Coordinating structures bring together those entities involved in conducting activities and operations to address the requirements of the mission and serve both readiness and operational roles. Their size and membership can differ according to the mission area and hazard. They bring together those that can most effectively deal with the mission area in the context of the hazard at hand, including CBRNE. Coordinating structures ensure ongoing communication and coordination among all parties, as applicable. They facilitate problem solving, improve access to resources and foster coordination and information sharing. The flexibility of such structures helps ensure that communities across the country can organize response efforts to address a variety of risks based on their unique needs, capabilities, demographics, governing structures and non-traditional partners. Coordinating structures use different types of arrangements to achieve their objectives.

At least six different types of arrangements have been identified in a variety of areas, and the U.S. Government Accountability Office has also examined “Key Considerations for Implementing Interagency Collaborative Mechanisms,” and they are listed below: [12,13]

1. Collaboration relies on voluntary or discretionary participation among the members, who are relatively equal or at least have parity in such an activity and arrangement;

2. Coordination, in which a lead agency or officer directs an operation, project or program among one or more other agencies;

3. Mergers, by which all or parts of different agencies or their authorities, jurisdictions, personnel and resources are merged with or transferred to another organization;

4. Integration, which brings together relevant parts of agencies on either a long-term or a temporary ad hoc basis, to carry out a particular operation, project, program or policy;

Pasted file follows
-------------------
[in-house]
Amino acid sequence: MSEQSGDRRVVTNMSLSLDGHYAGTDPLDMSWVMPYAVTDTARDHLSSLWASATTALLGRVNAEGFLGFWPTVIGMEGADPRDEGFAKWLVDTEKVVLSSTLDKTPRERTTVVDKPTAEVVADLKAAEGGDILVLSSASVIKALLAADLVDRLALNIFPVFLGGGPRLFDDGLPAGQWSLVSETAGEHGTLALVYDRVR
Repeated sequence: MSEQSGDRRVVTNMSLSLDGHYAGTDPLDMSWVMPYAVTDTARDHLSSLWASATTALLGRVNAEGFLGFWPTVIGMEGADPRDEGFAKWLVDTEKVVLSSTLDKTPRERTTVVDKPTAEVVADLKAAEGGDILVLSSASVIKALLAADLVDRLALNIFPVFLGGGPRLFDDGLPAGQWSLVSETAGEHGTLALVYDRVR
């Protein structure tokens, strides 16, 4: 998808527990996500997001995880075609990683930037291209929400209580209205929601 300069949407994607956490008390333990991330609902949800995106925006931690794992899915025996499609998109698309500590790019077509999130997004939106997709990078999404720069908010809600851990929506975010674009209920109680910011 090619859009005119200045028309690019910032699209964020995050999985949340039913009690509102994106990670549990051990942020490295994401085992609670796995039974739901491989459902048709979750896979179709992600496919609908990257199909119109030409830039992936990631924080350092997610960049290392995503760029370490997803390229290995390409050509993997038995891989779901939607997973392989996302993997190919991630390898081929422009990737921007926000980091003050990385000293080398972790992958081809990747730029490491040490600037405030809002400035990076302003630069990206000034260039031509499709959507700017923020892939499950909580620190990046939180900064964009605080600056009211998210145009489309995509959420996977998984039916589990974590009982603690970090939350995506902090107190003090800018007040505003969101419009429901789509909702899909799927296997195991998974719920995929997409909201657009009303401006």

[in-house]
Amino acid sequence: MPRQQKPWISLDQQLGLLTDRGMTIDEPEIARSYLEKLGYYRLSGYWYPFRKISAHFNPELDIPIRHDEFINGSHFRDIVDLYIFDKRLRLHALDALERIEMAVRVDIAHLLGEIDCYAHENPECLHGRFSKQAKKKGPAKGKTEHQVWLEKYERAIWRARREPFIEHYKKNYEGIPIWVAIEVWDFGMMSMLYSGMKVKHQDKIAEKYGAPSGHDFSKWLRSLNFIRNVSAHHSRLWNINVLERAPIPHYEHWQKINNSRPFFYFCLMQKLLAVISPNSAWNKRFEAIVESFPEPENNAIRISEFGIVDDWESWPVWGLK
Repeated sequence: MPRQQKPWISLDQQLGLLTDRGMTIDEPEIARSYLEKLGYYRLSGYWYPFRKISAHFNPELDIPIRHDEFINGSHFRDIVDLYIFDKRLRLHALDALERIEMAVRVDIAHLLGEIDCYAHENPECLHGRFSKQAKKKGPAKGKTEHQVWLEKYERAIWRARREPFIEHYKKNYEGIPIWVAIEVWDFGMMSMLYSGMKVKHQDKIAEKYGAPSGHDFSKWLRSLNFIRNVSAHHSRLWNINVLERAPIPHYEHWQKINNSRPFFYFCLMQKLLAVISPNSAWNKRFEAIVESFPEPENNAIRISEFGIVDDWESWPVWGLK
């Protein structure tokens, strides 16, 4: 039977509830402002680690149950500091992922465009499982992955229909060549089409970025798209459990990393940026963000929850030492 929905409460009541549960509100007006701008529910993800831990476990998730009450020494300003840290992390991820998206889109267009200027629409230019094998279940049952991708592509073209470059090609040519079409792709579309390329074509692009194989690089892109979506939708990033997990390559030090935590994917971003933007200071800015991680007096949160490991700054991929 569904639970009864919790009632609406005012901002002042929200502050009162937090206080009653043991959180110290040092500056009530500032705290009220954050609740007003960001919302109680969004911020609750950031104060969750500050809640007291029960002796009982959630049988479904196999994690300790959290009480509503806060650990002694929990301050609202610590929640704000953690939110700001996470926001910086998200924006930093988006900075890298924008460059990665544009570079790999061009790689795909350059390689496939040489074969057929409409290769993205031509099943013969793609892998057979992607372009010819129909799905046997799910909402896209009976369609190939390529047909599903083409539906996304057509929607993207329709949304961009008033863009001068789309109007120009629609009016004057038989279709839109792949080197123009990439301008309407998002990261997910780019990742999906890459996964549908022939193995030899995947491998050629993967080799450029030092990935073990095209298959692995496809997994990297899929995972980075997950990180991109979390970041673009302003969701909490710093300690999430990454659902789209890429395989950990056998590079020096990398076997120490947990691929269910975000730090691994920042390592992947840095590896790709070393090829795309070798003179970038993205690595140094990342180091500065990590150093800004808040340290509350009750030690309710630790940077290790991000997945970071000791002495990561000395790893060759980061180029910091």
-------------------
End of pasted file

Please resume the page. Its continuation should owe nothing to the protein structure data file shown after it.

5. Networks, which involves the federal government and all or several other levels of government: federal, state, local, tribal, or, in some cases, foreign countries; and

6. Partnerships, which feature public-private partnerships. [12]

These arrangements require significant attention to ensure success. There are many reasons why they may fail or result in poor or unsatisfactory results, as noted in Figure 2.

Figure 2. Reasons underlying poor collaboration results. (Courtesy of Frederick Kaiser [14] /Released)

Figure 2. Reasons underlying poor collaboration results. (Courtesy of Frederick Kaiser [14] /Released)

The National Frameworks and their annexes, training, exercises, appropriate equipment, resources, knowledge-sharing technology and experienced leadership go a long way to ensure collaborative arrangements work to deal rapidly and successfully with such national incidents.

Example: National Response Framework [10]

The NRF is founded upon the National Incident Management System core set of doctrines, concepts, principles, terminology and organizational processes that enable effective, efficient and collaborative incident management. Personnel and organizations that have adopted this common framework are able to work together, fostering cohesion among the various organizations involved in all aspects of an incident. [15] Multi-agency coordination and unified command are essential to effective response operations because they address the importance of: (1) developing a single objectives set; (2) using a collective, strategic approach; (3) improving information flow and coordination; (4) creating a common understanding of joint priorities and limitations; (5) ensuring that no agency’s legal authorities are compromised or neglected; and (6) optimizing the combined efforts of all participants under a single plan.